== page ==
Rice Lake, with a current population of 8500, was (and still is) the largest city for 100 miles in any direction, save for Eau Claire 60 miles away, which is where I went to college. Cedar Mall opened in 1976 on the south end of town, when I was in eighth grade, decimating the downtown when the department store Herberger’s moved to the mall. Along with Woolworth and JCPenney for anchor stores, the mall was the place to be. Very uptown. I’ve visited Cedar Mall in recent years, however, and it’s now a near-abandoned little ghost town.

Today, the city has continued to grow on both its southern and western edges—the lake itself is to the east—and the downtown is reviving, with petunias overflowing from a multitude of planters up and down Main Street. At the time we moved to Rice Lake, though, the mall hadn’t yet been built, and there were closer to 5000 people. Still, we were the biggest city for many miles. Consider how that could warp a person’s impression of the world.

I’m not clear about how long this move had been in the works when one day I was taken out to the garage in Barron to see something my dad had been working on. There before my eight-year-old eyes were hand-built kitchen cabinets that were quite remarkable. I was shown how the island included a pass-through silverware drawer you could pull out from one side for filling with clean items from the dishwasher, and then push through to the other side for easy access when setting the table. It worked similarly for the dishes.

In addition to the island, there was a large L-shaped section. What was most surprising was realizing how long this had to have taken to build. I have no recollection of my father not being there—I am guessing that between classes for his degree, teaching high school and going to barbershop rehearsals, he wasn’t there a lot—but I’d had no idea he had been out in the garage creating all this. Add this to the ongoing experience of not being spoken to, and it created a sinking feeling that I was perpetually out of the loop.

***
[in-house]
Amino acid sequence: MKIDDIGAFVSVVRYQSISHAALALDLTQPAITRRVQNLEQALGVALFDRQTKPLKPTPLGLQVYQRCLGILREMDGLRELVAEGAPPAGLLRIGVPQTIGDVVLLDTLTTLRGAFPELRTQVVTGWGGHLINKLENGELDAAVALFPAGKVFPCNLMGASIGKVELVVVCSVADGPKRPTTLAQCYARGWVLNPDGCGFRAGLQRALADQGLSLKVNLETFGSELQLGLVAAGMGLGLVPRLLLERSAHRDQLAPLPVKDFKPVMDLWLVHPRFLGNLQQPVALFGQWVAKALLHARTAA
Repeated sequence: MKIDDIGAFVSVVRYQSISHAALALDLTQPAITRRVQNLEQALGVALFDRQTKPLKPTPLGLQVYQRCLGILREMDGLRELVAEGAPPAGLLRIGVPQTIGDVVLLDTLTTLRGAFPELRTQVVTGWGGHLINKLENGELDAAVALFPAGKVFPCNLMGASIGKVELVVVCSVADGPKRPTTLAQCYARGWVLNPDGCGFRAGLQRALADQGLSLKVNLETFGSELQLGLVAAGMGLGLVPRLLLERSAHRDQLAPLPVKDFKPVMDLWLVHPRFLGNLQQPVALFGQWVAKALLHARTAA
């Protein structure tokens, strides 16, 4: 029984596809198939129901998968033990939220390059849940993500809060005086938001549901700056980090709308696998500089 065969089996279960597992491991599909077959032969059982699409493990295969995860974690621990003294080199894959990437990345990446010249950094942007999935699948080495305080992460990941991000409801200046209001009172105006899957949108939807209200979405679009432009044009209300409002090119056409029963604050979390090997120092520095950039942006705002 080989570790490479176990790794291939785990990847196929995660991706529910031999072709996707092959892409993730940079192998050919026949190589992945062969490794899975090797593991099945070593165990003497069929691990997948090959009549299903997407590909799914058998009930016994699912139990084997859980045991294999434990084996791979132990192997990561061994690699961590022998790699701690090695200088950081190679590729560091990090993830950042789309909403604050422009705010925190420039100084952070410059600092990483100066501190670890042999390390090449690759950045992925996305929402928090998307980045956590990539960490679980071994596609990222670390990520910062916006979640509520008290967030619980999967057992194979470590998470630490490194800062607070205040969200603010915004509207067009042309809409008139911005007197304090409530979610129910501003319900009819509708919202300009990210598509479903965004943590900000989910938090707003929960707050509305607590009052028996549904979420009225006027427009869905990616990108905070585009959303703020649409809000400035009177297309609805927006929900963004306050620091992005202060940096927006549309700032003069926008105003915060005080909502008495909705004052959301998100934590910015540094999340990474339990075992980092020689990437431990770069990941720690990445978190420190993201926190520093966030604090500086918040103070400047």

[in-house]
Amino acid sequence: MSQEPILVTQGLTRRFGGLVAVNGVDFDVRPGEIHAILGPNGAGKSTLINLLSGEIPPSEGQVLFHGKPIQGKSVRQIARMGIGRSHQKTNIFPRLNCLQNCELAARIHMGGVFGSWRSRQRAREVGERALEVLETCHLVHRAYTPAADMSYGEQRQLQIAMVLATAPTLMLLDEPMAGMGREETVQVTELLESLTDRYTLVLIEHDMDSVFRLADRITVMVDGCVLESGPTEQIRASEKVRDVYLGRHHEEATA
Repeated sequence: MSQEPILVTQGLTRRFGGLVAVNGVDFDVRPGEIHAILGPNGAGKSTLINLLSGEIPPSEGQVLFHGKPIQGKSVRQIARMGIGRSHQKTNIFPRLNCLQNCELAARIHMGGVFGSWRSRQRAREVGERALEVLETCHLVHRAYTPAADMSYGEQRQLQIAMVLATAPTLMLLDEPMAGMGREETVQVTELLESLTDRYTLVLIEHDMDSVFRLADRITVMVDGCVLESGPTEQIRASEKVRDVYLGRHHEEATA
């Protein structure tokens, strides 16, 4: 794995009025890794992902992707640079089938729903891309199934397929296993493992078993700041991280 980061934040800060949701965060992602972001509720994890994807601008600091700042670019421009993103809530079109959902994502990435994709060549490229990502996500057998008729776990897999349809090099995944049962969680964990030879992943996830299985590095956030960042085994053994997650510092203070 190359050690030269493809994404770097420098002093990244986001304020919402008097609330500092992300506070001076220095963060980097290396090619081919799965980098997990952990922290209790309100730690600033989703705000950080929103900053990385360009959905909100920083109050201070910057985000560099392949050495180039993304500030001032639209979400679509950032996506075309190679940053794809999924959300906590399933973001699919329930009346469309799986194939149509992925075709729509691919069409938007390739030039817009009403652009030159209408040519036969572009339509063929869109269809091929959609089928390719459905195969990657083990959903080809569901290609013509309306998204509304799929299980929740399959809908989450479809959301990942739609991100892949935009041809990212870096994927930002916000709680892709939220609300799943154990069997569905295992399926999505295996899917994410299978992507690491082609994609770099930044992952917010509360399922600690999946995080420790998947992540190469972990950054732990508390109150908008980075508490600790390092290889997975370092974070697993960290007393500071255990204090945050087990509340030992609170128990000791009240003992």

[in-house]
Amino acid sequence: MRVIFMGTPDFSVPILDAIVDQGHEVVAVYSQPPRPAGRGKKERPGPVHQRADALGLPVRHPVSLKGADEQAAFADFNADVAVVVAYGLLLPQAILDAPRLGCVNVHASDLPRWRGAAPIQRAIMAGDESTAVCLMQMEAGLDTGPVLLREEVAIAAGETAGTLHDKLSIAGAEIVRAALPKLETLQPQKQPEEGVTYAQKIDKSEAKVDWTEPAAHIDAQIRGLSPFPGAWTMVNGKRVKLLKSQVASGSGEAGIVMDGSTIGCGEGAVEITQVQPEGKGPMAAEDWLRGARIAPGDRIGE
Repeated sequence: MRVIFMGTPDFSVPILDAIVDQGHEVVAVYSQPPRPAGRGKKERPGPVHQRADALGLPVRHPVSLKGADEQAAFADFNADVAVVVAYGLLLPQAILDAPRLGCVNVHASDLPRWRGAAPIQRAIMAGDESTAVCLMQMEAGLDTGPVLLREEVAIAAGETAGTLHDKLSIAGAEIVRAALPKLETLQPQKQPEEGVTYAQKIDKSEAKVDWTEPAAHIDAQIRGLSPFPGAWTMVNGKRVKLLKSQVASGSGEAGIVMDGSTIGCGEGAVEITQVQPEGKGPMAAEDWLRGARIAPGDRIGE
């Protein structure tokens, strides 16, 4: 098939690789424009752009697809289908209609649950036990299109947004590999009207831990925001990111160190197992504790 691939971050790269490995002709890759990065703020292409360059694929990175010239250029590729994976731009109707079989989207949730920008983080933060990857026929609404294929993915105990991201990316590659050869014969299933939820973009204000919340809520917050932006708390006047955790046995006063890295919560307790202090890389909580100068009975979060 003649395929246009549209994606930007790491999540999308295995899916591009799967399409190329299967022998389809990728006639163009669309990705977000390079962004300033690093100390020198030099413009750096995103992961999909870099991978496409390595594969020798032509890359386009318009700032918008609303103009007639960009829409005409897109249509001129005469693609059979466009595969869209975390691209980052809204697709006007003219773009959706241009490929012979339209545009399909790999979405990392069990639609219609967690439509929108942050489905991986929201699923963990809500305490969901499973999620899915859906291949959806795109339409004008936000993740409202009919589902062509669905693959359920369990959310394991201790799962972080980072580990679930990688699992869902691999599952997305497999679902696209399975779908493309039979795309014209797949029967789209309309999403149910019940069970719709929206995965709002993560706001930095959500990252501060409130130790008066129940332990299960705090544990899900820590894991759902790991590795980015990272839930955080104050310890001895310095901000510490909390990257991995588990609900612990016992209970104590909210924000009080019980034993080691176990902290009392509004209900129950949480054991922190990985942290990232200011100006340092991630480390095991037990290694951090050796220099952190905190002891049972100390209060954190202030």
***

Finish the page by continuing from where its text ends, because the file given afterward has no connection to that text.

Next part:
At the end of that school year, my whole world flipped on its head when I learned we would be moving. Like, next week. My parents had probably waited for the school year to be done before putting our house up for sale, and then it had sold in a day. Plans were apparently already underway to build a new house on an empty lot in Rice Lake—where obviously those kitchen cabinets would go—but all of this was news to me. What bothered me most was learning that my brothers had already been told. My feelings were deeply hurt.

The lot my parents bought was located two short blocks from Rice Lake High School, which was across the street from Jefferson Elementary School and just one block down the hill from Rice Lake Middle School. So, of course, we walked to school every day. Oddly, when we were younger, every now and then when I stopped by my friend Janet’s house to pick her up on the way, her dad would drive us. It wasn’t until much later in life that Janet clued me in: On those days, the temperatures were well below zero.